What the Association of Foreign Investors in Real Estate Survey is essentially saying is that commercial real estate recovery has a reasonable chance to be around the corner and one of the main centers of growth will be Washington D.C. Though this is by no means certain (note the survey itself is split 50-50 on recovery in 2010), if it does prove to be true, it will be quite the year for our nations capitol. However, whether widespread commercial real estate recovery does or does not arrive in 2010, net leases in the D.C. area should see a positive year regardless of the encircling climate, due to their inherent demand and the city’s growth.

Wednesday, January 13, 2010

Forbes Uses Net Lease Sale Leaseback to Sell HQ

The net lease industry has inked a number of high-profile deals lately. One of the first deals of 2010 is the announced sale-leaseback of Forbes Media’s 144,000 sq. ft. headquarters in New York’s West Village to New York University. According to the Wall Street Journal, the deal was structured with Forbes agreeing to a 5-year lease deal.

If reported sales figures are correct, NYU probably got a heck of a deal. The building originally listed for $140 million in 2007, and according to the New York Post it ultimately sold for $55 million or about $380 per square foot.

Perhaps Forbes was taking a page from the New York Times, which sold its headquarters in a sale-leaseback for $225 million with a 15-year lease commitment. Yet, Forbes’ 5-year lease agreement definitely raises eyebrows in a net lease industry where 15- and 20-year deals are far more the norm. So, unless NYU has taken on the risky role of real estate speculator, there may be a bigger strategy at play here.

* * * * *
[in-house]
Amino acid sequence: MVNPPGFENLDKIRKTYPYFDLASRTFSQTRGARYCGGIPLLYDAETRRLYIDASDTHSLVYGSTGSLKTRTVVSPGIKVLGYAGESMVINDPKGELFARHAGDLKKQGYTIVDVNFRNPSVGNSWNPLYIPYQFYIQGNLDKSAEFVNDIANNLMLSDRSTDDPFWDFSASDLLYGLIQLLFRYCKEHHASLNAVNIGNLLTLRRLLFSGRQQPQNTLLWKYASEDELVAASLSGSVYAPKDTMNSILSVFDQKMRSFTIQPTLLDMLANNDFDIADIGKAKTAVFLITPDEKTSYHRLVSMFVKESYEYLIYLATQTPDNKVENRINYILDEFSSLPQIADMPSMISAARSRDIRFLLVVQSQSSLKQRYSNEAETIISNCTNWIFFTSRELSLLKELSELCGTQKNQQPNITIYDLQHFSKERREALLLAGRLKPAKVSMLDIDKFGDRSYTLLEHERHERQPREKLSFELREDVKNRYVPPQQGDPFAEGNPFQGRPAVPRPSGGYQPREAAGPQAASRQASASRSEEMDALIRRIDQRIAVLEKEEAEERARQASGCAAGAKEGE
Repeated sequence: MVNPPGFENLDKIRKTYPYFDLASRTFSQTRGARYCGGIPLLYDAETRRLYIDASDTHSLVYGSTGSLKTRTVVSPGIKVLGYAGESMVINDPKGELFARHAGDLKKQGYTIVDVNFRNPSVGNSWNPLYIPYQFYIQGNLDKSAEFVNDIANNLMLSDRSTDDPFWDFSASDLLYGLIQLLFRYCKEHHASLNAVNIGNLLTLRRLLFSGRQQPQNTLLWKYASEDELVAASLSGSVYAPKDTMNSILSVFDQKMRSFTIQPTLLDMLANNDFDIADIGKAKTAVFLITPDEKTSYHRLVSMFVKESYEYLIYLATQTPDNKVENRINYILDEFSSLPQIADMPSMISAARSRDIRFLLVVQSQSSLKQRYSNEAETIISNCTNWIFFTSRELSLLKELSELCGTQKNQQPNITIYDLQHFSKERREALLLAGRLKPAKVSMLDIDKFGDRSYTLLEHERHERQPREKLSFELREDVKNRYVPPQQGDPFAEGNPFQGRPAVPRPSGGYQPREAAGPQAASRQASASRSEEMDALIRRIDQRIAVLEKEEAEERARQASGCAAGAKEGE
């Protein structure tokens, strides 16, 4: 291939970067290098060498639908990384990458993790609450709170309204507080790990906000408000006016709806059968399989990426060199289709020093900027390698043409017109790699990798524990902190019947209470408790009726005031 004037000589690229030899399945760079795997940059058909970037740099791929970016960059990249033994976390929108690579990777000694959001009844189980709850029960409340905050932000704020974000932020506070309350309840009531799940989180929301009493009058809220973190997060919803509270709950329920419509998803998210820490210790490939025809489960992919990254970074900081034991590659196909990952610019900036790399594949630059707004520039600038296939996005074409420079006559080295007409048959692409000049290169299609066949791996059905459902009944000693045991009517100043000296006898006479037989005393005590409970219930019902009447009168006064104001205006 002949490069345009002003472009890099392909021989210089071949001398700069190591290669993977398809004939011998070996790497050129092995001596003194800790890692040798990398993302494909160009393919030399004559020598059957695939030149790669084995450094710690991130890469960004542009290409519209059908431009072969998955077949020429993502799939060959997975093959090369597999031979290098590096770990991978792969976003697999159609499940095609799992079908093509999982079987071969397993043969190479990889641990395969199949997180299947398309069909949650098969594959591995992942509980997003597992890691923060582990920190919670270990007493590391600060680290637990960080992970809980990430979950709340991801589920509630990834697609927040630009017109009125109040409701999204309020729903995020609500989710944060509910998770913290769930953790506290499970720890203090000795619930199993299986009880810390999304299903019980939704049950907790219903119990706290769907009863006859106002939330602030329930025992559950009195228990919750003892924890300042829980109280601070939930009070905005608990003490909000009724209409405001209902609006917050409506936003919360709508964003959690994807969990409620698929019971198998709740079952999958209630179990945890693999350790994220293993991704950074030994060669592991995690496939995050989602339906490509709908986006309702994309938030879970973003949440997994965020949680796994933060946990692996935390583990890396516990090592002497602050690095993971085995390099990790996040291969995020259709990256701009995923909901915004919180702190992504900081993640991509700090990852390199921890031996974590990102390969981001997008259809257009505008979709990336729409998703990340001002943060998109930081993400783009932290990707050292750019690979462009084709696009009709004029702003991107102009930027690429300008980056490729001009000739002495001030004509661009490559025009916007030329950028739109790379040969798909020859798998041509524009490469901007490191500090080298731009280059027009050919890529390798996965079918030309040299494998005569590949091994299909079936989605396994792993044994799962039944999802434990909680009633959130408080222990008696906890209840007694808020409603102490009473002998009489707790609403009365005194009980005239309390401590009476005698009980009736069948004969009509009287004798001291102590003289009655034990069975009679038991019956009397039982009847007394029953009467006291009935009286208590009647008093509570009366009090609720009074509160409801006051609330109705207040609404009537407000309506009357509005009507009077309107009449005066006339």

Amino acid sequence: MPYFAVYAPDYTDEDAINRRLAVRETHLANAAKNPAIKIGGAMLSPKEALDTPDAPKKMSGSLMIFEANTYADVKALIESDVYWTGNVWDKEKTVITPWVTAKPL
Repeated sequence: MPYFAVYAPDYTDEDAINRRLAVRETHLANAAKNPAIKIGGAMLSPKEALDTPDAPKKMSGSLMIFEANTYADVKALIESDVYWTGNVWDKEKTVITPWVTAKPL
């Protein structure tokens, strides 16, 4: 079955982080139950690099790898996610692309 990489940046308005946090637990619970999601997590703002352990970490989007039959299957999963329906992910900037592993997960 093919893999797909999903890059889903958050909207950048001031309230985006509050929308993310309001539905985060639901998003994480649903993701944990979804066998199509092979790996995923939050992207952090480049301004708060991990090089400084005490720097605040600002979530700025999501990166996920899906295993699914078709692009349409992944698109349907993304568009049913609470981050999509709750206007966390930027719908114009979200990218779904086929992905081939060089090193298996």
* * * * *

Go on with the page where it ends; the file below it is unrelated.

Will Forbes give up all or part of its space when its lease is up in 2015? The safe bet would say yes. The bigger question may be whether we can expect to see more of these large net lease sales in the coming months. Not only are cash-strapped companies such as Forbes using sale-leasebacks to raise capital, but it appears that net lease deals also are providing an alternative for companies that are in transition in this volatile economy.

Wednesday, January 6, 2010

Retailers Better Prepared for 2010

With 2009 safely behind us, many retailers are showing greater strength and preparedness for 2010. Last years lessons have been learned well, lower overhead, better planning and a focus on value are the keys to success in this environment. Thus, whether 2010 marks the beginning of retails resurgence or simply an improvement in strategy, it looks to be a better year than 2009.

As highlighted by ICSC, discount retailers such as Target, Costco, Kohl’s and Wal-Mart all have plans to expand with new locations. The quick service restaurant industry is also set to expand with companies such as Burger King, Sonic and Panera Bread planning new store openings. Clearly the environment is conducive to the growth of value based stores. It is also forcing higher-end stores to rethink their positions; Neman Marcus and Nordstrom are now considering adding value focused offerings.

Retailers who are planning expansion are also looking at redevelopment rather than construction. With retail space experiencing heightened vacancies and lower rents, it is more economical to take advantage of existing space rather than starting new construction projects. There are exceptions to this trend, such as certain quick service restaurants like Buffalo Wild Wings, who continue to expand through construction rather than redevelopment.

Though retailers have cut their teeth on the hard times of 2009 and surely step into 2010 better prepared, in the end their fate is inexorably tied to that of the consumer. Unemployment continues to hover at 10% and many do not see significant change in the future. 2010 will most likely witness a greater quantity of deals than 2009 but will not see a return to the levels of earlier years. However, in today’s brave new world, a positive trend should be taken positively.